A major part of my yoga and meditation practice is focused on keeping these experiences fresh and staying present in all situations, no matter how routine. When we sink into the routine, we are blinded to the beauty around us, and to the negativity which is slowly creeping into our bodies. Ignorance is not bliss, it just postpones and repackages difficult emotions to lash out later on in unexpected ways.

Aside from the physical experiences, I’m loving the theory and teaching practice as well. A lot of the core practices of yoga are totally lost in the American-style studios, which tend to be 90-100% about the exercise. If I have my own studio some day, I’d love to incorporate Karma Yoga (basically community service) and some of the philosophies on mindfulness and morality. Nothing preachy or weird, mostly just basic community center-type events that bring people together and encourage everyone to live well. Kind of like church without the blind faith. So far we’ve only been teaching a couple poses at a time for a few minutes, but it has reminded me how much I like to teach and share. It brings me all the way back to my public speaking class in high school. That’s probably one of the most valuable and widely applicable skills I’ve learned.

I’m excited to see how all this will change as the course continues. I’ve heard that the second and third weeks tend to draw powerful experiences out of the body. I’m not sure what that means, or if it will happen to me, but I’ll definitely let you know if it does.


India: To Kovalam, Yoga Teacher Training

So far so great. I recently traveled south from the rock climbing/bouldering-heaven of Hampi, India, to Kovalam for my yoga teacher training program. We’re on day 3 of 28, and my body is already feeling new things. This is going to be a wild experience.

My trip down to the beach went pretty smoothly, although it took over two full days. I hopped on an auto rickshaw from Hampi to Hospet where I grabbed an overnight bus (booked ahead of time) down to Bangalore. From there, I’d take an overnight train the following night, getting me pretty close to my final destination. Before I left Hampi, I happened to sit next to another traveler at dinner, Daan from the Netherlands, who was heading the same direction, and who happened to be booked for the bunk next to mine on the train ride the following night.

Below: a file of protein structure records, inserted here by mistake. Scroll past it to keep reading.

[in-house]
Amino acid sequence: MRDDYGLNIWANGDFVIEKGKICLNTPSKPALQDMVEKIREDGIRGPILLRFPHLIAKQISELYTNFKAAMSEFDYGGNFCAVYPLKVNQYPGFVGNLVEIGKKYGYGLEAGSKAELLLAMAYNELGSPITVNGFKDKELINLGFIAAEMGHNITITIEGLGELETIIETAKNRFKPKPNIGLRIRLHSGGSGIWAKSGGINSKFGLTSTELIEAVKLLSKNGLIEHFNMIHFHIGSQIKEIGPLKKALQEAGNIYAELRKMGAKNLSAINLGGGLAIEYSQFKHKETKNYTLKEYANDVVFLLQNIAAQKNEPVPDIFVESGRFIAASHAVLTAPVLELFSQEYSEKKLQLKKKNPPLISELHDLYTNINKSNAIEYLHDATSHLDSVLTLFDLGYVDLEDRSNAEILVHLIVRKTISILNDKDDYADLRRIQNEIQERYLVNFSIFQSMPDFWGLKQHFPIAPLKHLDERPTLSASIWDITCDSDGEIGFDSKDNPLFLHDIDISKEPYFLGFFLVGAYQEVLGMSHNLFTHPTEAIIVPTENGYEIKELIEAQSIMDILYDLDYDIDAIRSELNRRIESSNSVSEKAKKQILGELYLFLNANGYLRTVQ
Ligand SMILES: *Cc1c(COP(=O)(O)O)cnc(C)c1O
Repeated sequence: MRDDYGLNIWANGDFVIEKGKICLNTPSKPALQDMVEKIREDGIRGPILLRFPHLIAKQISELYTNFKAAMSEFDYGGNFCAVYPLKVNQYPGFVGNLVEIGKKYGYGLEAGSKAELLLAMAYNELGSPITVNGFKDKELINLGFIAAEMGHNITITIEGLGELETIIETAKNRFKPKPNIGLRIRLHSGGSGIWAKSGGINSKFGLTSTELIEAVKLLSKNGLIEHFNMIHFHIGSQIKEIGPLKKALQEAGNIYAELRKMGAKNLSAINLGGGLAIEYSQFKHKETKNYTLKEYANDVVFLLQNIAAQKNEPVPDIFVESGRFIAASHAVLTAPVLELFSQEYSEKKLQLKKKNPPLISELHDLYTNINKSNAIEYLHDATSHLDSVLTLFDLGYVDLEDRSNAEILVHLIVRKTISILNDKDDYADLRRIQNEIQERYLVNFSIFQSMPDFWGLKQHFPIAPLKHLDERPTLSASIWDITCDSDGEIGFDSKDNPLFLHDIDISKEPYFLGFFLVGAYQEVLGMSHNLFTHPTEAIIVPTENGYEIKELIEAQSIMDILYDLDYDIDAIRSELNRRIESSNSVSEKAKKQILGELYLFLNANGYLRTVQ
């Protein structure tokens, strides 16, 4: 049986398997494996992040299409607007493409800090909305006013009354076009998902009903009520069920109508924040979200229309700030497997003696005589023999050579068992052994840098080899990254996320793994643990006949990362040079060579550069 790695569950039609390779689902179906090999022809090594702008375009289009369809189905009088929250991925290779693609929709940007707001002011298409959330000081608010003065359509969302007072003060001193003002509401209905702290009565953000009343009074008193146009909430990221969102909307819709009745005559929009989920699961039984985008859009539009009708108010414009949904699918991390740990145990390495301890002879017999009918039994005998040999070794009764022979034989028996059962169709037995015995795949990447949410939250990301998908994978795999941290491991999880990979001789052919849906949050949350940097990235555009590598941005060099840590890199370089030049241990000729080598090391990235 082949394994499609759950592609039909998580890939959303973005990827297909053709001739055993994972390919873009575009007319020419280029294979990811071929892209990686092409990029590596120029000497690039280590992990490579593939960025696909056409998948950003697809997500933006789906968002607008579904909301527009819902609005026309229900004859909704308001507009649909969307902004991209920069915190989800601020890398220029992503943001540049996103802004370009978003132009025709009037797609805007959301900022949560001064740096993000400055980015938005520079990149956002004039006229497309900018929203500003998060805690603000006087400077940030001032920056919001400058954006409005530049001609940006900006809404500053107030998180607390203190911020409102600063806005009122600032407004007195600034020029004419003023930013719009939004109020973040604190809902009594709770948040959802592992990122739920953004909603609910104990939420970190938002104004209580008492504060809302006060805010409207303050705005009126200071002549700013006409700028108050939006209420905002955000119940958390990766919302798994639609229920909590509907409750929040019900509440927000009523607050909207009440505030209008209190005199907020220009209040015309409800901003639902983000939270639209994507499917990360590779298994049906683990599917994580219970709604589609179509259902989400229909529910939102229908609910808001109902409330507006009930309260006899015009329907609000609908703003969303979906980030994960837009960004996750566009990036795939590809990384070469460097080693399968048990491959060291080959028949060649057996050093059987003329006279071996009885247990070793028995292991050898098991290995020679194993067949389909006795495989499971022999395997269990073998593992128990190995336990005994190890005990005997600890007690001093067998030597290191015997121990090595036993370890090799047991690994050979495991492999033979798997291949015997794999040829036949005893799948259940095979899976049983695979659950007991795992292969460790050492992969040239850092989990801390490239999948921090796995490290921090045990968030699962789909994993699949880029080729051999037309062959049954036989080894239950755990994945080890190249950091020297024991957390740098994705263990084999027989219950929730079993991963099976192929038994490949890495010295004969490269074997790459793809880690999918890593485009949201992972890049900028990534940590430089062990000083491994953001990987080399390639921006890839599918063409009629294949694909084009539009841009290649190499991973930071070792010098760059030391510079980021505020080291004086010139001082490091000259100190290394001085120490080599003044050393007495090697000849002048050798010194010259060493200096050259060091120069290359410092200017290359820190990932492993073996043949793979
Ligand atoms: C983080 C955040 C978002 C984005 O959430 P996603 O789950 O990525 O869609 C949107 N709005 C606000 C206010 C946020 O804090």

About 300 stairs leading up to the Monkey Temple in Hampi


A typical sunset view in India – there are temples everywhere

We decided to meet up in Bangalore to explore for the day – a long day in a foreign city is quite a lot easier with a companion. Bangalore turned out to be wonderful. It seems to be a lot more organized than Mumbai, or at least not as big and crowded. There streets are very clean by the standards I’ve become accustomed to, and the parks are wonderful. We had a full day of wandering and checking out the gardens, coffee houses, and local art galleries.


A big government building in Bangalore. The city was pretty chill and made a lot more sense than Mumbai

From Bangalore, we boarded our train south. Daan’s ride was about 12 hours – down to Cochin – and I stayed on another four until Trivandrum. I hadn’t been able to check email for a few days, so I wasn’t really sure how I was going to get to the yoga training, but I was pretty sure it was supposed to start the night I was arriving. I got to Trivandrum pretty tired and dehydrated, but got some water and started looking for the bus stop. The rickshaw drivers are really aggressive here, but there give you really bad prices compared to locals. One offered me a ride for 250 Rupees (about $5, also just barely less than I paid for the 16 hour train ride), but I decided it was time I tried the city bus, which costs 30 Rupees. It took about 45 minutes of wandering and constantly asking directions to find, but it was a great ride, and cheap. I got off the bus in Kovalam and asked around for the hotel that was listed on the website for my yoga teacher training. Eventually I found this:


The Yoga Shala for my teacher training in Kovalam

Except it was full of people, and they were starting the opening ceremony for the program. After over 48 hours of travel and without knowing my exact destination, I arrived exactly five minutes late to my program. Wild. This seems to be how things happen in India. As long as you’re relaxed, it’ll work out perfectly.


The beach outside the yoga shala. This is my view everyday for the next month

And now that I’m here, it’s pretty easy to be relaxed. The yoga training is hard, but I love it so far. My body is sore, my mind is engaged and my spirit is full. It’s definitely going to get harder, too. It’s only been three days, but already I love the teaching aspect of the class. I think this is something I might really enjoy when I’m back in the states – teaching and honing my communication style. I already have all sorts of thoughts about this, but it will have to wait for another post. I’ve got 15 minutes until our afternoon session and still need to purify some water. Until next time,

Om Shanti Shanti Shanti.